We learned about this festival first-hand from friends who img_7740have a home in Asheville.  Linda Altshuler is an accomplished artist who specializes in Judaica.  As expected, her booth was swamped with buyers snapping up her colorful prints, cards, glass cheese boards and other gift items.

Linda showing her Judaica art.

Linda showing her Judaica art.

But what Jewish festival would be complete without food, and boy did they have food.  It’s all very organized, a brochure explains what’s available and the prices, tickets are sold at a special booth, so it keeps the food lines moving quickly. There was pastrami, corned beef, chopped liver, bagels, Matzo Ball soup, Kosher hot dogs, whitefish, babka, mandelbrot, etc, etc. Even Dr. Brown’s sodas.  It was wonderful to have some of the delicious food we have dearly missed this summer.


For next year’s info, visit: and for more about Linda’s art:



Crab Orchard Falls in Valle Crucis


A short, but rigorous hike will reward you with views of the lovely Crab Orchard Falls. Even in this very dry summer, the sound of the water rushing over the rocks is powerful. The falls are extensive and have many levels, but from what I have read, have never been officially measured. Visitors park at the Valle Crucis Episcopal Church, in the upper parking lot.  It is well-marked where you should and shouldn’t park and signs will direct you to the trail leading to the Falls. dscn5296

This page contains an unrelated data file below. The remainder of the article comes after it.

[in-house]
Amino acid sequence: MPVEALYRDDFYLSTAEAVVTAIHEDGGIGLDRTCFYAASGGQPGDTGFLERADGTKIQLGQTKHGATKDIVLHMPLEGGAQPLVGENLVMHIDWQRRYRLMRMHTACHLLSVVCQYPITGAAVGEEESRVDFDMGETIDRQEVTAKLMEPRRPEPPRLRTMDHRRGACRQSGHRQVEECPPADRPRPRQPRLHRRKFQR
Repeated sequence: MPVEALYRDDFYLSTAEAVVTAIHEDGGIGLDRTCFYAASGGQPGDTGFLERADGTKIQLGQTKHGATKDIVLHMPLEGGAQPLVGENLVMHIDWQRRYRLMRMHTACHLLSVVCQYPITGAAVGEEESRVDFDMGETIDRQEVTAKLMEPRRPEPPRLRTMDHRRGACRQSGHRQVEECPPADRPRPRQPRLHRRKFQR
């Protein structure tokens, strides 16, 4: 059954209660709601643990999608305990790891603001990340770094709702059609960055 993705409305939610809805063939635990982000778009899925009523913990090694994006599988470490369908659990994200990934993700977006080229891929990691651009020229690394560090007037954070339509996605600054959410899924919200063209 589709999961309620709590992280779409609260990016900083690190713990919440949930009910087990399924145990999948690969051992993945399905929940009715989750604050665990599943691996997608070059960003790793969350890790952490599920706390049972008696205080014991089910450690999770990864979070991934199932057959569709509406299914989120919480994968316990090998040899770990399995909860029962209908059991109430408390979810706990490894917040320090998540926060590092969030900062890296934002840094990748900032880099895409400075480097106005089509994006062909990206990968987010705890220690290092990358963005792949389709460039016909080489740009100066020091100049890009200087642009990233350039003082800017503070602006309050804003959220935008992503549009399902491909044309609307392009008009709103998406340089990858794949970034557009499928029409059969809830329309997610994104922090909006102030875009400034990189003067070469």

The 1/2 mile hike takes you up 500′ to an elevation of 3,110′.  Benches are conventionality placed every 1/10 of a mile to take any needed breaks.  After reaching the top elevation, you will head down towards a network of boardwalks leading to the falls.  The boardwalks are not in the best condition and it seems some restoration work may be underway. In general, use caution due to lose rocks, prolific tree roots and the potentially slippery wood walkway.  It’s worth the trip.


Getting Personal with Farm-to-Table Cooking

Cookbook author Jill Dahan's new book on display at the Watauga County Farmer's market.

Cookbook author Jill Dahan’s new book on display at the Watauga County Farmer’s market.

I saw the Farmer’s Market through new eyes on a recent visit with cookbook author Jill Dahan. Through a class at the Kitchen at Little Pond Farm in Valle Crucis, we started our Saturday with a morning trip to the Watauga County Farmer’s Market in Boone.

Once there, Jill introduced us to farmers, bakers and vendors of all sorts. We tasted goat cheeses, honey, breads, and organic chicken. An egg purveyor told us that if you bake with duck eggs you don’t need to adjust ingredients for altitude (I’ll have to try out that one).